I met Kiyoka about a year ago at a store where we both worked part-time. At the time, they seemed like a normal 18-year-old girl and they had just moved to Tokyo for school.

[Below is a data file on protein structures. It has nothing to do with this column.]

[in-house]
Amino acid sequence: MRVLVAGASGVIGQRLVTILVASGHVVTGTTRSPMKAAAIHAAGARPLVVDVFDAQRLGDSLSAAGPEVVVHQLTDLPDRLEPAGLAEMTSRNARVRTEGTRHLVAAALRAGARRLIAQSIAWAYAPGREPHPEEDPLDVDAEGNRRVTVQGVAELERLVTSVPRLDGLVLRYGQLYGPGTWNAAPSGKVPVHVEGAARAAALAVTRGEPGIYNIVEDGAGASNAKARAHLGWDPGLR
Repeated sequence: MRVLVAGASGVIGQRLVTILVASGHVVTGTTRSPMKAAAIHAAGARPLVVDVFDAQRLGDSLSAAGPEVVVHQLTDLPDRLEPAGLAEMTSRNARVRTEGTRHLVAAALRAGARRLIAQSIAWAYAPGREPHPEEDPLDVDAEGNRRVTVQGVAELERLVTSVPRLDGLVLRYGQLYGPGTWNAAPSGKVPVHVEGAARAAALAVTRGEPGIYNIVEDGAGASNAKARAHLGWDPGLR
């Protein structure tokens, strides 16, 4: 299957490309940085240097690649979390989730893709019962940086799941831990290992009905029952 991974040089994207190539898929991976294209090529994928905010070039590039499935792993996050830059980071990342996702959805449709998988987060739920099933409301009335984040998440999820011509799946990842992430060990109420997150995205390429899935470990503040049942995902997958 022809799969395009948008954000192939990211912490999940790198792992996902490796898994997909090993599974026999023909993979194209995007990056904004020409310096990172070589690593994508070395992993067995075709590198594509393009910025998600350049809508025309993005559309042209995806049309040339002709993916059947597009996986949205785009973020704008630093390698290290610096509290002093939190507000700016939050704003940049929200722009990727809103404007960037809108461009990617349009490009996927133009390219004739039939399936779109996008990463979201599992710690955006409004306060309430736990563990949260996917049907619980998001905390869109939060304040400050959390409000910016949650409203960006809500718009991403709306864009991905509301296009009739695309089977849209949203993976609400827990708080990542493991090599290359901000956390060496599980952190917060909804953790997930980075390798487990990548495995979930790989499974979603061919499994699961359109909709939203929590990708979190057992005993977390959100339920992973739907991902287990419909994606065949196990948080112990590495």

We had a lot in common and clicked instantly and they felt like a little sister to me. They opened up to me later though that they actually identify as genderfluid and pansexual. I was beyond honored that they trusted me with this, especially when their own family doesn’t even know, but I was more surprised because meeting someone who is open about being a part of the LGBTQ+ community is extremely rare here. It is still very difficult to come out in such a conservative country like Japan, so I would like to introduce you to my beautiful friend Kiyoka ono and their experience living as a genderfluid individual in Japan. It started when they were 15. Their twin brother started dating a girl and they began to like her too. This led them to do some research and this was their first time learning about anything LGBTQ+ related and realized that they were in fact genderfluid. Later that school year, she did a presentation about people in the LGBTQ+ community but she continued to keep her identity a secret. They themselves didn’t necessarily care about what would happen after coming out, but their brother was in the same grade and school as well and they didn’t want him to become a target for any bullying that might happen. Japanese school uniforms are very heavily gendered and were a struggle for Kiyoka. Female uniforms are very feminine usually complete with a skirt and male uniforms are masculine and have pants. This had a toll on their young, adolescent mental health, never fully feeling like themselves at school. Their long hair was another struggle. Kiyoka has absolutely beautiful long, black hair but long hair is usually associated with femininity so once during high school, they cut it really short. Everyone around them was very surprised but they didn’t regret it. Dating is where it gets really difficult. They need someone who can accept them in their fluidity but that is hard to find here in Japan. Her first boyfriend said that he accepted and understood their identity but one time in a message called them his “girlfriend” and this made Kiyoka uncomfortable. Since then, they have dated three other men in Tokyo but Kiyoka knows that these men see her as 100% female and so it never lasts too long. Kiyoka has yet to have their first sexual experience but they can already see how it could be difficult. Being biologically female, in a sexual space, they’re a woman. When they feel that expectation to be female, it turns them off. They need someone who sees and accepts Kiyoka and all their fluidity and loves them as a person so much so that they can forget about what gender they are in bed. As for Kiyoka themselves, looking at their nakes self can still be hard. They remember when they hit puberty and feminine curves started to show, they did what they could to lose weight. Their saving grace was the fact that their breasts didn’t grow a lot so at least their upper body still looked neutral. Another problem that came with hitting puberty was their period. It’s a monthly reminder that their biological gender is female. Kiyoka does see positive changes happening in society here in Japan. Her current university uniform recently started allowing females to wear pants. There is also a rise in LGBTQ+ based dramas here in Japan so representation is on the rise. Their mother has started becoming more educated and has said that she would be okay with whoever Kiyoka marries regardless of their gender. However, same-sex marriages are still not legal in Japan so there is still work to do here. They also know that their father would not be accepting of their identity. Kiyoka recalls being an angsty teenager when they started figuring out their identity and not knowing how to go about everything in their daily life but they have since let go of that pressure and have matured and accepted themselves as they are. They don’t have to understand everything yet because we are all constantly growing and learning more about ourselves on a daily basis. Their message to anyone else struggling with their own identity is that it’s okay to take it slow, you don’t have to have it all figured out now. They hope that one day, asking about someone’s gender identity or sexuality will become as open and common as asking someone what their favorite color is.


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